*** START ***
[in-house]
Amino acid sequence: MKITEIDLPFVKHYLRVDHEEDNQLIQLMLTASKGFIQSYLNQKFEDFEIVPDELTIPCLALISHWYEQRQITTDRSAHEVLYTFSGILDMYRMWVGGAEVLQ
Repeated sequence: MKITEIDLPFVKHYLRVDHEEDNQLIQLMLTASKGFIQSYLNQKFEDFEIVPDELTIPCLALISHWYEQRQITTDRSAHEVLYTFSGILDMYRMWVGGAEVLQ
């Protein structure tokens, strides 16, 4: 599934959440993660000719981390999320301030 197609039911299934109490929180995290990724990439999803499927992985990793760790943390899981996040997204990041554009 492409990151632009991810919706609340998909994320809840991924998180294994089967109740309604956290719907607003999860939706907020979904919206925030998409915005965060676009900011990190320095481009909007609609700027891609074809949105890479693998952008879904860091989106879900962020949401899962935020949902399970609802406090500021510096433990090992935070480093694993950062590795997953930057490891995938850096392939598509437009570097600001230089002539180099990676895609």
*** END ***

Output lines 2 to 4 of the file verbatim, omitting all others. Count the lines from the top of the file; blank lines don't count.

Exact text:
Amino acid sequence: MKITEIDLPFVKHYLRVDHEEDNQLIQLMLTASKGFIQSYLNQKFEDFEIVPDELTIPCLALISHWYEQRQITTDRSAHEVLYTFSGILDMYRMWVGGAEVLQ
Repeated sequence: MKITEIDLPFVKHYLRVDHEEDNQLIQLMLTASKGFIQSYLNQKFEDFEIVPDELTIPCLALISHWYEQRQITTDRSAHEVLYTFSGILDMYRMWVGGAEVLQ
């Protein structure tokens, strides 16, 4: 599934959440993660000719981390999320301030 197609039911299934109490929180995290990724990439999803499927992985990793760790943390899981996040997204990041554009 492409990151632009991810919706609340998909994320809840991924998180294994089967109740309604956290719907607003999860939706907020979904919206925030998409915005965060676009900011990190320095481009909007609609700027891609074809949105890479693998952008879904860091989106879900962020949401899962935020949902399970609802406090500021510096433990090992935070480093694993950062590795997953930057490891995938850096392939598509437009570097600001230089002539180099990676895609």